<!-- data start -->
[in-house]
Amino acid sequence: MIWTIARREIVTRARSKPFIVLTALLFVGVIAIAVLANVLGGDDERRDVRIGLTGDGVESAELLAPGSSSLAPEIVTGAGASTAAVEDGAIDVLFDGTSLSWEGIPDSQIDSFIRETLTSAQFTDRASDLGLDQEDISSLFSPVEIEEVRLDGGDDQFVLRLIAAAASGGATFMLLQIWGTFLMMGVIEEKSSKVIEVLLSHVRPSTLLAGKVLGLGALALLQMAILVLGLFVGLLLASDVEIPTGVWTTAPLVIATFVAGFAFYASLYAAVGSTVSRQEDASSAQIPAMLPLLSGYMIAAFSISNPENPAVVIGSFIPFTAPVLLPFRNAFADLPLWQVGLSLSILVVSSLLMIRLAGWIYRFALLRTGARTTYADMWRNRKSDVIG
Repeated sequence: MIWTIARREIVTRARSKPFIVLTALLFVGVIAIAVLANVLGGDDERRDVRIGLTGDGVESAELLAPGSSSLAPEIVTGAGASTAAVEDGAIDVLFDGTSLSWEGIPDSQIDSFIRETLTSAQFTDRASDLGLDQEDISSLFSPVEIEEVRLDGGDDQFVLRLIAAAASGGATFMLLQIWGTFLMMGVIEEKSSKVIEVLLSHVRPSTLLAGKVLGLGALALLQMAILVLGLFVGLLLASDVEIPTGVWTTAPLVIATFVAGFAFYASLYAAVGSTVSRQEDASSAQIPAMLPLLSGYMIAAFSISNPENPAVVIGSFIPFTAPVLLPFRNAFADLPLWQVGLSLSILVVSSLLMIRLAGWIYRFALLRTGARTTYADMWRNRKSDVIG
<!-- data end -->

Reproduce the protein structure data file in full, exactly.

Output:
[in-house]
Amino acid sequence: MIWTIARREIVTRARSKPFIVLTALLFVGVIAIAVLANVLGGDDERRDVRIGLTGDGVESAELLAPGSSSLAPEIVTGAGASTAAVEDGAIDVLFDGTSLSWEGIPDSQIDSFIRETLTSAQFTDRASDLGLDQEDISSLFSPVEIEEVRLDGGDDQFVLRLIAAAASGGATFMLLQIWGTFLMMGVIEEKSSKVIEVLLSHVRPSTLLAGKVLGLGALALLQMAILVLGLFVGLLLASDVEIPTGVWTTAPLVIATFVAGFAFYASLYAAVGSTVSRQEDASSAQIPAMLPLLSGYMIAAFSISNPENPAVVIGSFIPFTAPVLLPFRNAFADLPLWQVGLSLSILVVSSLLMIRLAGWIYRFALLRTGARTTYADMWRNRKSDVIG
Repeated sequence: MIWTIARREIVTRARSKPFIVLTALLFVGVIAIAVLANVLGGDDERRDVRIGLTGDGVESAELLAPGSSSLAPEIVTGAGASTAAVEDGAIDVLFDGTSLSWEGIPDSQIDSFIRETLTSAQFTDRASDLGLDQEDISSLFSPVEIEEVRLDGGDDQFVLRLIAAAASGGATFMLLQIWGTFLMMGVIEEKSSKVIEVLLSHVRPSTLLAGKVLGLGALALLQMAILVLGLFVGLLLASDVEIPTGVWTTAPLVIATFVAGFAFYASLYAAVGSTVSRQEDASSAQIPAMLPLLSGYMIAAFSISNPENPAVVIGSFIPFTAPVLLPFRNAFADLPLWQVGLSLSILVVSSLLMIRLAGWIYRFALLRTGARTTYADMWRNRKSDVIG